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What It Means To Be A World Christian

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Thoughts on faith and life at Friendship Church

What It Means To Be A World Christian

Dennis Brown

Let me share with you two or three events of the past week. I was talking with a couple of young members of the church who were asking, “What does God want to do with my life.” Specifically, both people had experience in universities, and on mission assignments that changed their view of the world and vocation. One person had gone on a mission trip to China and wondered what it meant for their future vocational plans. Another person was wondering if they should pursue “full-time Christian ministry.” Their stories highlight the need that all of us have to be world Christians, i.e. people who know that loving God means loving the world. But the question is, “How do you go about it?” Let me provide a few suggestions:

  1. Be curious and informed about the world we live in and use it as an opportunity to pray. I’m a news addict. I regularly listen to CNN, the BBC, read the New York Times, Taipei Times, Christianity Today, the Gospel Coalition, and more. If I listen unreflectively and unprayerfully, it’s just information in and out. If I’m not careful, I can become jaded.

    You can be hearing about a terrorist attack in Europe which can be followed with a happy commercial about some hair product (not that I need any of those!). You can easily detach yourself from the pain of the world, and internally be saying, “Thank God I am not living there, but just sitting in the comfort and quiet of my living room.”

    It can also be depressing as almost all the news is bad. Good news doesn’t sell. You don’t hear commentators reveling in the goodness of God’s creation. You never see a headline that says, “Today, billions of people will receive food, water, sunshine, and love from a bountiful, gracious God.” We seldom struggle with the problem of “Why is there so much good?” In all my years as a pastor, no one has ever asked me that question. On the other hand, many people ask, “Why is there so much evil?”

    So how should we respond to the news stream. We should be informed about the world. We should have more than one source about what is happening in the world than a secular news provider, and it should lead us to prayer, repentance, and a daily commitment to love God and people. As our mind is shaped, we can also interact and influence other people in a positive way to help them to shape their minds more Biblically.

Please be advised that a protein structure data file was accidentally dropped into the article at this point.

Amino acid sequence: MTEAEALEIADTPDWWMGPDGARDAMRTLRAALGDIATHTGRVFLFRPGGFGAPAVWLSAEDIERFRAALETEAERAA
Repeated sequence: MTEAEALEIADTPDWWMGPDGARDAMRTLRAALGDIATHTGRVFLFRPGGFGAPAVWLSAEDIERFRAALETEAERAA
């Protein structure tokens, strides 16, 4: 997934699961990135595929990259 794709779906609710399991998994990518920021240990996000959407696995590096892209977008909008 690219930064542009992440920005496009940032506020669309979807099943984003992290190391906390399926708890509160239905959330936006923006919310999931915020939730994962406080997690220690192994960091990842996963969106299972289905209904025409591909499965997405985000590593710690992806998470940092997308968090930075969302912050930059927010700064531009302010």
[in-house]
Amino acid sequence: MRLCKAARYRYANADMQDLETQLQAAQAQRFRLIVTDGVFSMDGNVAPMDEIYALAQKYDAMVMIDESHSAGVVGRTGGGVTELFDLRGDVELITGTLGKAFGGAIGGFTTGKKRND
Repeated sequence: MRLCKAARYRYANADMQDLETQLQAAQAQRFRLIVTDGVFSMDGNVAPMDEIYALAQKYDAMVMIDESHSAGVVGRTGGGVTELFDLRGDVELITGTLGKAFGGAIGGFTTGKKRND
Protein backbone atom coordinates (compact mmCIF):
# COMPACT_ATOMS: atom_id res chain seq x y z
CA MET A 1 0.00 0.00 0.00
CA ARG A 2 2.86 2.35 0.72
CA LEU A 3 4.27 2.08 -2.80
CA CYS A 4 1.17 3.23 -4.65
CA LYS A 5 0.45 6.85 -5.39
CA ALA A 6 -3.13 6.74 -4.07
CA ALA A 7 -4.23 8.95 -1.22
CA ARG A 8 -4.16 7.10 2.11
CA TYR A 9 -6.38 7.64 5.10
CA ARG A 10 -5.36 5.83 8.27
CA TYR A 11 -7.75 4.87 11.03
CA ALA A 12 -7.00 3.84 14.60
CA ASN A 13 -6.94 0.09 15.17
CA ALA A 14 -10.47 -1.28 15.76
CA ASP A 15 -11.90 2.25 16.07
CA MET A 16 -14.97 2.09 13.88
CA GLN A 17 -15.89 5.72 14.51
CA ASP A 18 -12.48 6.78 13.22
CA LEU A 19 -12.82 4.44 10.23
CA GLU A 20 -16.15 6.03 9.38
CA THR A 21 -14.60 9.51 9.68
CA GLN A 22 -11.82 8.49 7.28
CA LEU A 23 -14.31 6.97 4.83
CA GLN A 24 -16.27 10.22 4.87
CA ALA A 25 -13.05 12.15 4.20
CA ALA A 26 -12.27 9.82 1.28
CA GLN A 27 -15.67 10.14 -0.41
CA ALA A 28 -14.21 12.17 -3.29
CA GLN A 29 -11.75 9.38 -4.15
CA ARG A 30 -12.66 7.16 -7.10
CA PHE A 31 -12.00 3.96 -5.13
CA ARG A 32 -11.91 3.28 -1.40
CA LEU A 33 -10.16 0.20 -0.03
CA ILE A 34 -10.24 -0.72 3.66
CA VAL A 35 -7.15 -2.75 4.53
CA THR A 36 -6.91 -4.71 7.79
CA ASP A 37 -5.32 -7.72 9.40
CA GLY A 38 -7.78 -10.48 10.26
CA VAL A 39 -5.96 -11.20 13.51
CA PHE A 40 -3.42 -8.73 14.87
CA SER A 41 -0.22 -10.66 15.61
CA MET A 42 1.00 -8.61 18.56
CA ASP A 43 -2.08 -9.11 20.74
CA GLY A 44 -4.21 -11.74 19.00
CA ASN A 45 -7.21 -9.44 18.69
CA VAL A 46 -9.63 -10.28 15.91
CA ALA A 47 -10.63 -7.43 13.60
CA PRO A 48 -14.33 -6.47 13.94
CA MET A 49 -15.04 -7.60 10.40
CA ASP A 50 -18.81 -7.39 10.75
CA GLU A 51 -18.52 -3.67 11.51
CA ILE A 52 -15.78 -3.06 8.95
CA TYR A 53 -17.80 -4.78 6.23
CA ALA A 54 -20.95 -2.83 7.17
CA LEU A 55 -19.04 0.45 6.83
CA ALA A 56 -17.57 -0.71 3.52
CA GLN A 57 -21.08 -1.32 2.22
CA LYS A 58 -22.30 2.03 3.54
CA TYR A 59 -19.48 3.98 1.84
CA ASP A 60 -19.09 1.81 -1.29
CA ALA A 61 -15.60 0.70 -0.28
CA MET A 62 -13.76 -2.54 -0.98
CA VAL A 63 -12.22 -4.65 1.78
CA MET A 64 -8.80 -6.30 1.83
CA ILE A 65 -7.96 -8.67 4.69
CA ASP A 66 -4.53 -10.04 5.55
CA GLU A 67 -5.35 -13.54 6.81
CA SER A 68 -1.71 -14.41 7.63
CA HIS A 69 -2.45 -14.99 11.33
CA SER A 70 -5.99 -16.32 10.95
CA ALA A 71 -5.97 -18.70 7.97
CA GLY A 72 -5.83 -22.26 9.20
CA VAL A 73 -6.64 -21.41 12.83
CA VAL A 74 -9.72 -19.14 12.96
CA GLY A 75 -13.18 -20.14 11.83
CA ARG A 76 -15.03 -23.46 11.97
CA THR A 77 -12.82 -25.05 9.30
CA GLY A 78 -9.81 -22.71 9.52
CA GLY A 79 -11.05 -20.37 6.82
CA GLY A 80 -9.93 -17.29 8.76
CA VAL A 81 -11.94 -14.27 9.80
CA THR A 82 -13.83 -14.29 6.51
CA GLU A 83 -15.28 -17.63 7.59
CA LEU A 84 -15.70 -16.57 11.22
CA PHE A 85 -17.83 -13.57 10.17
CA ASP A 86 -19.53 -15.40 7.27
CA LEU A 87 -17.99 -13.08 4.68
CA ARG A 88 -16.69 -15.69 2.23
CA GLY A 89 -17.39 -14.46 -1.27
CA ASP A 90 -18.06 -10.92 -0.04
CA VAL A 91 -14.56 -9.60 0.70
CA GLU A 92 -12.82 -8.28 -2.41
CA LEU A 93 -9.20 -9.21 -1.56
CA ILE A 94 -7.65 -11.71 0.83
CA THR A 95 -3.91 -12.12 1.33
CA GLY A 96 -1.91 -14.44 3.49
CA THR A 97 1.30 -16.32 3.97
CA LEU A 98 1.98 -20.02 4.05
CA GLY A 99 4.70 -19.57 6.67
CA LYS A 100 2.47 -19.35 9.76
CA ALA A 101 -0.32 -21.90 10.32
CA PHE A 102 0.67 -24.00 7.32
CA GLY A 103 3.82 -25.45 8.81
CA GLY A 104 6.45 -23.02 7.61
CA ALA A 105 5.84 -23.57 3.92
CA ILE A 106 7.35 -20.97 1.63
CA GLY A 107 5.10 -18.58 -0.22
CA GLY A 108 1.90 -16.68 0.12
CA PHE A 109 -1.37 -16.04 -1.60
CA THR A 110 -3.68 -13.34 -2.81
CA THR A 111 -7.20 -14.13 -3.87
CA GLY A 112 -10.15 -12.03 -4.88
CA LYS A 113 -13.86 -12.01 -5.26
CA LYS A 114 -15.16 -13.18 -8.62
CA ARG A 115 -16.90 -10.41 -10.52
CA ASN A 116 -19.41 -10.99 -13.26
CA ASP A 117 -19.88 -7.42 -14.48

Let me encourage all of you to download one app. It is “The Gospel Coalition.” It is Biblically solid, and will help you to think through the big issues of our time. It takes up big issues like “How should we understand and relate to Islam, abortion, racism, same-sex marriage, etc.” In addition, it addresses many practical issues such as, “How do you forgive someone or a group of people where you been seriously damaged?” (that was one of today’s articles).
     

  2. Use these resources as a prayer guide. Instead of just mindlessly absorbing information, begin to pray for the world. Someone once said that they used the newspaper to encourage them to pray for many of the hot spots of the world, that the Lord would bring his peace and redemption into the stories reported.
     

  3. Ask the Lord what he wants you to do. For most of us, we need to realize that the will of God is loving people in the place we find ourselves. There is a sense in which all of us are called to be missionaries, i.e. to the people we interact on a daily basis. Our approach needs to be wise, prayerful, and provocative (remember the messages from 1 Peter).  For some additional help, you may want to read Paul Miller’s “A Praying Life” and the sequel to it on the book of Ruth which focuses on learning to love.

    Along the way, you may want to consider going on a mission trip, supporting a missionary, or an organization that cares for children around the world.  You never know where the prayer and love journey may take you. I can’t tell you how much  mission trips in my life to Mexico, Turkey, India, and Yugoslavia impacted my own life. As Dietrich Bonhoeffer said (and I paraphrase), “You don’t know the path of discipleship. All you know is at the end there is joy.” Also reflect on the quotation above that the Christian life is  so much more than carefully trying to avoid sin, but courageously and actively doing God’s will. We need to give up our small ambitions, and realize as we are learning in Romans 6 that we have been taken out of the realm of Adam and brought into the realm of Christ. It’s large and spacious and means that all of us are called to be adventurous world Christians. So go and live large!